( Fr- lapis-lazuli; Ger- Lasurstein; Nor- lapis lazul/lasurstein; Rus- )
A. Lapis lazuli from Afghanistan (width - ca. 4.5 cm). (© photo by D.L. Brittain)
B. Lapis lazuli from near Lake Baikal, Russia (height - 7.3 cm). Ariel. (© photo by Jeffrey A. Scovil)
C. Lapis lazuli cuff links, tie tack and necklace (length - ca. 45 cm). R.V. and F.S. Dietrich collections. (© photo by D.R. Fisher)
DESCRIPTION: Most lapis lazuli comprises a
crystalline aggregate made up largely of blue lazurite (a mineral of
the sodalite group), plus noteworthy amounts of macroscopic white
calcite and pyrite grains. Some lapis lazuli contains one or more of
the other minerals
of the sodalite group -- hauyne, nosean, and sodalite per se --
along with or in lieu of the lazurite. In addition, some lapis
also contains minor amounts of phlogopite mica, diopside, amphibole,
etc., each of which may or may not be macroscopically
The lapis lazuli widely considered to be of highest quality contains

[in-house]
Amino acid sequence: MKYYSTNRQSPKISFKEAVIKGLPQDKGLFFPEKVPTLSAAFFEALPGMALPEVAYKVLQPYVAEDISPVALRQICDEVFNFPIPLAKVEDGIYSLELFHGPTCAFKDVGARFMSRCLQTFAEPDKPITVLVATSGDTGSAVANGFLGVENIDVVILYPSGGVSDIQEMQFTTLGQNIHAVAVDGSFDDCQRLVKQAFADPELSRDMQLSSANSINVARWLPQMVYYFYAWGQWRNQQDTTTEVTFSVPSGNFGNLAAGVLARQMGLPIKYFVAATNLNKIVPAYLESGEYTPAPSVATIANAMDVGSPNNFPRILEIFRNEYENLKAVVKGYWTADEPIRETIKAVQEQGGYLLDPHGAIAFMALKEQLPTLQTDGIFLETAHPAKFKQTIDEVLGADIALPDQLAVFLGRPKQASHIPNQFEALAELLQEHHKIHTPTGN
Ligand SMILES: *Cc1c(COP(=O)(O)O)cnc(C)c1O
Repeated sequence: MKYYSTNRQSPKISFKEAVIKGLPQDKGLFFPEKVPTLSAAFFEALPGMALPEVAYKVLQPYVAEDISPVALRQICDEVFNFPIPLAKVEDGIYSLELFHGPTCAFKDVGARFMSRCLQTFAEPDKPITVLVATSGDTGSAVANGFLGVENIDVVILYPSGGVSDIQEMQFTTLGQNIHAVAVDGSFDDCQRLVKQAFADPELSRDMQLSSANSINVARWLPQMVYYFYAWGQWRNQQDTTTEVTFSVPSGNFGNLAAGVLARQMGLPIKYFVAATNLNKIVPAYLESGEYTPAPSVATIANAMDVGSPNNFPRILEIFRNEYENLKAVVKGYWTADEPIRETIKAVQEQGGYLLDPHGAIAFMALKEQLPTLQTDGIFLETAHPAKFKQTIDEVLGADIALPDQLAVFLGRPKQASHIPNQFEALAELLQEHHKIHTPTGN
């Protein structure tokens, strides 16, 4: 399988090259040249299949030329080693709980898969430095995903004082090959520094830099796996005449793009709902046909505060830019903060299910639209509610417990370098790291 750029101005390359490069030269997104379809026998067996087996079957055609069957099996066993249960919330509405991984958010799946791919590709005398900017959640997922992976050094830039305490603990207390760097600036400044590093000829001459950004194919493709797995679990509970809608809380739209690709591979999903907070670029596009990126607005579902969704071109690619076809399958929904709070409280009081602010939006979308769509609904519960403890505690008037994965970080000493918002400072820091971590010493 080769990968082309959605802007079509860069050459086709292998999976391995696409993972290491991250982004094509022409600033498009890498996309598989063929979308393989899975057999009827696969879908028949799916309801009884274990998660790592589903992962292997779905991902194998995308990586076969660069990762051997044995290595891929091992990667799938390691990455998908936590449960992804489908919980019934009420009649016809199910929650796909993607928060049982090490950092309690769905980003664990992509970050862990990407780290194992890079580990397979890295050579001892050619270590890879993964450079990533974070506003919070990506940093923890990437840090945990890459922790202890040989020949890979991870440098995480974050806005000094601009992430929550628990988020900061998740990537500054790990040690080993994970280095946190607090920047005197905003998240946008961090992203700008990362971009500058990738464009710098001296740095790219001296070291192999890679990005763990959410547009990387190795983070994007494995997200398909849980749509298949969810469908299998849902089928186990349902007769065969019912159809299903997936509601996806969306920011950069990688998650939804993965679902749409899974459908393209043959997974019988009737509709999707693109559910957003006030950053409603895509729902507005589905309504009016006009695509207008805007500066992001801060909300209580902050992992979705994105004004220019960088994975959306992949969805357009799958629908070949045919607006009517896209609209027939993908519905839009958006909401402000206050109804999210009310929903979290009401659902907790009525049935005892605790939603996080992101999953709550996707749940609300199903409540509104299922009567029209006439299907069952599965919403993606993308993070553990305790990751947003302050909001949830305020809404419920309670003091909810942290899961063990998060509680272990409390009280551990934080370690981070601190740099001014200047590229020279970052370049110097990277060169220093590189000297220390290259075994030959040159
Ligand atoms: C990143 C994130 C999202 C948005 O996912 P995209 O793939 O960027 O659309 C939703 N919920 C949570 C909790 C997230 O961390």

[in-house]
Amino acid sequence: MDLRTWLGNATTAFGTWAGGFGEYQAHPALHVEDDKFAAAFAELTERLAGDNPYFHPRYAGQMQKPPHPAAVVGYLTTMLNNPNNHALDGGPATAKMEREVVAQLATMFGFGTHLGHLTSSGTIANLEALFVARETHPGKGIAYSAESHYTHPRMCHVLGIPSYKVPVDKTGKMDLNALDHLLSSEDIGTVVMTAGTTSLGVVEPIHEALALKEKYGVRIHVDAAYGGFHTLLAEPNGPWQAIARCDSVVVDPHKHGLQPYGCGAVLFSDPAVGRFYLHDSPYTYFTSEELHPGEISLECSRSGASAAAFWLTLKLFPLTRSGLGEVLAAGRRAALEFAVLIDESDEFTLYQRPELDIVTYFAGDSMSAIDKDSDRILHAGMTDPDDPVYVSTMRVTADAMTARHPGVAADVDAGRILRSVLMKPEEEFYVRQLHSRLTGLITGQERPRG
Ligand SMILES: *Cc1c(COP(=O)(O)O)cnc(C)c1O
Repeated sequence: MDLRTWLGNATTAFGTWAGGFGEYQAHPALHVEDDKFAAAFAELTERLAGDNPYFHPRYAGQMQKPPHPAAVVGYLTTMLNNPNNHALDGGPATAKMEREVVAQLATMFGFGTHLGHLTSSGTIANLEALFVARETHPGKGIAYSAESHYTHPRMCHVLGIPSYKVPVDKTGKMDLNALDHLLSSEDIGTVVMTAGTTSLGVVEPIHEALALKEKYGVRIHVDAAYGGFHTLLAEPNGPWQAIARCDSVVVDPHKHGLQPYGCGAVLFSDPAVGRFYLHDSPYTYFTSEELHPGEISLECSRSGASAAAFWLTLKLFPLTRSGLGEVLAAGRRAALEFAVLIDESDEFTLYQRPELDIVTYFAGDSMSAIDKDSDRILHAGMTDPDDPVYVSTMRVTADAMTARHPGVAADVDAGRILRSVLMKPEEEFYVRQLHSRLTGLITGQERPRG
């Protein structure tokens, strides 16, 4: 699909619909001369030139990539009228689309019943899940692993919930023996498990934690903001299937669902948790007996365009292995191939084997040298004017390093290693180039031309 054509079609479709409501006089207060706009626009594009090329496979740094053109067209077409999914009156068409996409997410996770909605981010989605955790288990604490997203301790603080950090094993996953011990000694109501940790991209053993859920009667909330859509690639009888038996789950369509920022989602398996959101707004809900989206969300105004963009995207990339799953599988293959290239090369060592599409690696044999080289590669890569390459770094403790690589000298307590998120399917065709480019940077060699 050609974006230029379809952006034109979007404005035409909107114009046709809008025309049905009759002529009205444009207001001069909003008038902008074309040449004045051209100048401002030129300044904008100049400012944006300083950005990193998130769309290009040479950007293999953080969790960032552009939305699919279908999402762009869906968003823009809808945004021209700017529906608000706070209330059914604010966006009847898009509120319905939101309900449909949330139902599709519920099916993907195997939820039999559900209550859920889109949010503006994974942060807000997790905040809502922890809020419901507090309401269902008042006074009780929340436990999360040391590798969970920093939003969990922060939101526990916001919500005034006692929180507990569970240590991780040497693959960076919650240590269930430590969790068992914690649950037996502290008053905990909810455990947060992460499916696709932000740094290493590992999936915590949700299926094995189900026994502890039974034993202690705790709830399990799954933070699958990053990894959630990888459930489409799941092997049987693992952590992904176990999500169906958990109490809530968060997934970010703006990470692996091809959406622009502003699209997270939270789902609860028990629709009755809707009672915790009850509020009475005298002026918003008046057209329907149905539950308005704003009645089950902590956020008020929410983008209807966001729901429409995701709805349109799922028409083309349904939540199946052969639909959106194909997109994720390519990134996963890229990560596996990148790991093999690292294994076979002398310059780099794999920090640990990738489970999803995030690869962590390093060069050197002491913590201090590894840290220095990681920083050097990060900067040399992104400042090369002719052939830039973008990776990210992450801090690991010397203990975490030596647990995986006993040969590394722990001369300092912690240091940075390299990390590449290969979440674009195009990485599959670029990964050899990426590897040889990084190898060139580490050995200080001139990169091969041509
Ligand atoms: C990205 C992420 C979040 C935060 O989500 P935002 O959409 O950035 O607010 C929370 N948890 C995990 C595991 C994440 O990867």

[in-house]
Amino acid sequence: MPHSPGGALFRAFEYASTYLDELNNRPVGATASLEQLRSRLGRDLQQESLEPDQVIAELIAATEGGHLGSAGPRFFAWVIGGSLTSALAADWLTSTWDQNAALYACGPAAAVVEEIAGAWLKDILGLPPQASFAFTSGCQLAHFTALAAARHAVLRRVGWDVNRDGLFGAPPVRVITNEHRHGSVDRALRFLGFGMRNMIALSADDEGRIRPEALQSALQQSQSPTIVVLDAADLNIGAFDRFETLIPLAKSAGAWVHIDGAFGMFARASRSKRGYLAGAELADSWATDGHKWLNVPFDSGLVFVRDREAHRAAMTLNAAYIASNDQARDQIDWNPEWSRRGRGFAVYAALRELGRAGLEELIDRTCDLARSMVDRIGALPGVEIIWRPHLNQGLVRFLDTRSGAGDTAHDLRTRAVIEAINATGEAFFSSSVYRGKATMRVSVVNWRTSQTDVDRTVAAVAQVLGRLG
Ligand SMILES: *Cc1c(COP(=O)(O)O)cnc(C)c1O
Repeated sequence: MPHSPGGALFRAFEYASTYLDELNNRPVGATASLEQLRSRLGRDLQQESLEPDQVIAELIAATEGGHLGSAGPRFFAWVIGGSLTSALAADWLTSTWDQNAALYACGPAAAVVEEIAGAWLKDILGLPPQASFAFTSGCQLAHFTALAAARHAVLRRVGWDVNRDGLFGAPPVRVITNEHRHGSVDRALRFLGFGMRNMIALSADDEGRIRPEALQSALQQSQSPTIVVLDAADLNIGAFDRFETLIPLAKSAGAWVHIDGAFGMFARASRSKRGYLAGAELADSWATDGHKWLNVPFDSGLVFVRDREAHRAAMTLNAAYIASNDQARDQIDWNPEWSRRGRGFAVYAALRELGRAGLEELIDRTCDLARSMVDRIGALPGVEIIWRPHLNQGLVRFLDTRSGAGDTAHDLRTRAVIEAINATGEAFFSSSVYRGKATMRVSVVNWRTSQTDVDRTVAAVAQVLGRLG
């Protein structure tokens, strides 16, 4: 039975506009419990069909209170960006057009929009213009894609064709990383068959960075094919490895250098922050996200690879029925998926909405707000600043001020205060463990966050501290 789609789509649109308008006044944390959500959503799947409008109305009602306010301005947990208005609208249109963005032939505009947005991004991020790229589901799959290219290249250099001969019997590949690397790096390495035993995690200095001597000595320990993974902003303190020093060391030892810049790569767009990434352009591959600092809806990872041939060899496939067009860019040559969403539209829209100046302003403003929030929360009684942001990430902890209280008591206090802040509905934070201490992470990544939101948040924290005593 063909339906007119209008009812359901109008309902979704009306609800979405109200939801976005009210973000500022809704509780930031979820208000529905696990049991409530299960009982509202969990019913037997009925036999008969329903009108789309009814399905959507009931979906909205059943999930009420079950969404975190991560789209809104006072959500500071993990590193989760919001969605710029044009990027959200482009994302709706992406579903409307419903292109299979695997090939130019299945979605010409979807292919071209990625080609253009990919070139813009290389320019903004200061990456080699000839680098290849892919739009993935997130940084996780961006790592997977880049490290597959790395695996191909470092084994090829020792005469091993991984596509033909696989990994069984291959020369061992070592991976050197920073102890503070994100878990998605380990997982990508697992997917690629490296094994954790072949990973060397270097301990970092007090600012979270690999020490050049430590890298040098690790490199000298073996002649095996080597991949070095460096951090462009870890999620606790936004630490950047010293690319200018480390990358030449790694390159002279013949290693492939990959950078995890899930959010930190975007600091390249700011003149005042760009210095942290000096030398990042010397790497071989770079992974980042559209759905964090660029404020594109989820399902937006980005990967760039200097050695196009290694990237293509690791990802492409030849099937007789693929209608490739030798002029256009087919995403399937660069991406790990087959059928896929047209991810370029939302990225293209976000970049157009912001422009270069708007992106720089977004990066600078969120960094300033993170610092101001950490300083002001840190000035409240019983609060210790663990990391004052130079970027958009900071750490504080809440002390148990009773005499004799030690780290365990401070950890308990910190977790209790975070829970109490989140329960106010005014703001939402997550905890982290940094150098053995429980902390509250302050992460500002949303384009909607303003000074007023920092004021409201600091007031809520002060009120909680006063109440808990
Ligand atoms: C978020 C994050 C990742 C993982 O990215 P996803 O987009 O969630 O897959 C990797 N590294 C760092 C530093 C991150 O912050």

small, rather evenly distributed pyrite grains and relatively
small percentages of or no calcite. Some lapis lazuli
color-laminated in different shades of blue.
Properties of lazurite follow:
Colors - typically azure- to deep blue, rarely purplish or greenish blue
Light transmission - typically subtranslucent to opaque, but some is translucent in thin fragments
Luster - vitreous, waxy or dull
Miscellany - when the blue constituent, whatever sodalite mineral it is, is attacked by HNO3 (nitric acid), H2S, which has the odor of rotten eggs, evolves.
USES: Jewelry, carvings, ... etc. In addition, lapis lazuli, along with other gemrocks such as malachite, rhodochrosite and sugilite, has been used in mosaics and high quality intarsias (gemstone inlays) used in pendants, box panels, etc.; these uses have noteworthy ancient precedents -- e.g., lapis lazuli, along with nacre, was used in marquetry found in an ancient tomb in Ur, Chaldea (now southern Iraq). -- See the illustrations at the top of the plate opposite page 64 in Da Cunha (1989). Special attention is directed to the well-illustrated article "The celestial stone" (Covington, 2013): Several fine pieces made of or featuring lapis are shown, and the description the "Making Lapis Paint" (op. cit., p. 4) serves to emphasize another use of this GemRock.